The general mechanism behind miRNA sounds simple enough: These single-stranded RNAs are complementary to some section of a mRNA, and binding between the two blocks the mRNA from making its protein. As a result, the miRNA reduces the output of that protein.
The details behind the miRNA pathway, though, get more complex. First, an miRNA’s gene and RNA polymerase II produce a string of RNA nucleotides—a primary transcript called pri-miRNA—that includes a double-stranded stem topped with a loop.
An enzyme complex, composed of Drosha and Pasha, cleaves the pri-miRNA to leave only the stem-and-loop section. This so-called pre-miRNA moves from the nucleus to the cytoplasm, where Dicer, another enzyme, clips off the loop. Further processing leaves only a short, single-stranded molecule, miRNA.
Despite unraveling these steps of the biochemical pathway from DNA to miRNA, many details remain unresolved. Beyond the protein complexes that participate in shaping miRNA, other molecules coordinate the cellular translocation from the nucleus to the cytoplasm.
Moreover, the RNA can get edited along the way. In fact, some miRNAs must be edited to be turned on, and others stop working after editing. In addition, mature miRNA might get stored in specific cellular compartments, even going back to the nucleus.
To really understand how miRNAs control gene expression under normal conditions, researchers must refine their knowledge of the mechanism behind this regulation.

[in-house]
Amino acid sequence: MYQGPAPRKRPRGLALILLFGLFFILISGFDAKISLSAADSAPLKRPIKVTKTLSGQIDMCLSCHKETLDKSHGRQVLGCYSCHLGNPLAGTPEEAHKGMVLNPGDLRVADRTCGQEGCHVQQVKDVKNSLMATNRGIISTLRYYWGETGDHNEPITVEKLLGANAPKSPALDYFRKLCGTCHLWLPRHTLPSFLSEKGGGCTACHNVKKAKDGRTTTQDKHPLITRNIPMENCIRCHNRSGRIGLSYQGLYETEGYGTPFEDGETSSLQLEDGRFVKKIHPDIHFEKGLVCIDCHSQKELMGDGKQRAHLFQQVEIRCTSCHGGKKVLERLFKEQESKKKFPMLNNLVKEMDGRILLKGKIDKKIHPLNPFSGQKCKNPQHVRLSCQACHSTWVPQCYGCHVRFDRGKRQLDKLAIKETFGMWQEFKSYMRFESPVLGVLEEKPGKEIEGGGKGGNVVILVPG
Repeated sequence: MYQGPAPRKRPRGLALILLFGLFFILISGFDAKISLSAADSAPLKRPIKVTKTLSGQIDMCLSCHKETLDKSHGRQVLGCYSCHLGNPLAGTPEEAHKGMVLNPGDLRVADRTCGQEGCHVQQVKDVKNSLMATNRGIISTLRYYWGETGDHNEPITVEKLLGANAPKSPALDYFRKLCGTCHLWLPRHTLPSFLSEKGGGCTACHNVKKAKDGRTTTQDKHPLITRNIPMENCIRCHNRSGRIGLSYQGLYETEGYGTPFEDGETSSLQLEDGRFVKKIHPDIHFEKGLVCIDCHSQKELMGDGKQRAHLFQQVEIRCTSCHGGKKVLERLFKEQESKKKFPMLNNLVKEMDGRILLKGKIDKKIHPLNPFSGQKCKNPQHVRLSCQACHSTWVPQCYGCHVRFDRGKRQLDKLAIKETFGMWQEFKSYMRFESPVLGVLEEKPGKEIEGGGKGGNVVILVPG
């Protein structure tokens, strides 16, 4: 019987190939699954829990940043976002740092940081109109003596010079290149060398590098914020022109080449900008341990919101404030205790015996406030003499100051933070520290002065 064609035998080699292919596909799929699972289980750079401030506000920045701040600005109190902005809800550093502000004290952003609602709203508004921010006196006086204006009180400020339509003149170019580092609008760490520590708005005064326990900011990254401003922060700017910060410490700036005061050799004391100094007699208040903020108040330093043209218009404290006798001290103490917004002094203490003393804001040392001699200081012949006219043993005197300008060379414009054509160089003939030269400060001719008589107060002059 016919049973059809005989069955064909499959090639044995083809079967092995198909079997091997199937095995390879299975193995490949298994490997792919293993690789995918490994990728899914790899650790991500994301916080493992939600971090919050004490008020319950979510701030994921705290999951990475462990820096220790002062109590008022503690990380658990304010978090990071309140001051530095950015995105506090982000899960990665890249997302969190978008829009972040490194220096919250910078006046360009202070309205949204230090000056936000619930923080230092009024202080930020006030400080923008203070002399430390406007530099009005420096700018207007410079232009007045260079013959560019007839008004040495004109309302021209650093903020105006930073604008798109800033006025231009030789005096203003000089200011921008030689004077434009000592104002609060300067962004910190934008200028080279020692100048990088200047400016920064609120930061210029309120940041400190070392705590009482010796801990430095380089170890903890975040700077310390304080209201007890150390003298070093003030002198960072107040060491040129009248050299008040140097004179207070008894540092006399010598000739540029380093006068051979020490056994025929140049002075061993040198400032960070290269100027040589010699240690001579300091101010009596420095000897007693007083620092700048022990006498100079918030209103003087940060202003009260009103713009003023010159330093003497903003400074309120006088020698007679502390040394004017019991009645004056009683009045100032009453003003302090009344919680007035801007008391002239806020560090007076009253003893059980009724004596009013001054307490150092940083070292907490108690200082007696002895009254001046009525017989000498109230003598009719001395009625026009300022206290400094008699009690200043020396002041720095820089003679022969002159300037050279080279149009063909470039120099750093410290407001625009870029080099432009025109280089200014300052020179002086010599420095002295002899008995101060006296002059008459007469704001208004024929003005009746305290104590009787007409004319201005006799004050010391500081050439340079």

For example, scientists want to know the details of how a particular miRNA regulates a specific target, because it might block some targets and merely modulate others. In addition, a better understanding of normal miRNA processes will help scientists understand what causes miRNA regulation to go wrong in a disease and how that problem might be treated or repaired.
In using miRNA as a research tool, though, researchers face further obstacles. For one thing, the short stretch of an miRNA allows it to bind with many mRNAs. In addition, to find out what miRNA does in a specific tissue, a scientist needs a way to get miRNA to the right location. The right spot is not enough, however; it must also avoid the wrong places.
This is particularly crucial in developing miRNA-based therapeutics. For instance, if a scientist developed an miRNA that battles cancer but is also toxic to the liver, it is a useless therapy.
In studying the normal mechanisms of miRNA, researchers must pay attention to tissue-specific functions as well as functions related to a specific developmental stage. Consequently, researchers must note place and time in miRNA-based studies.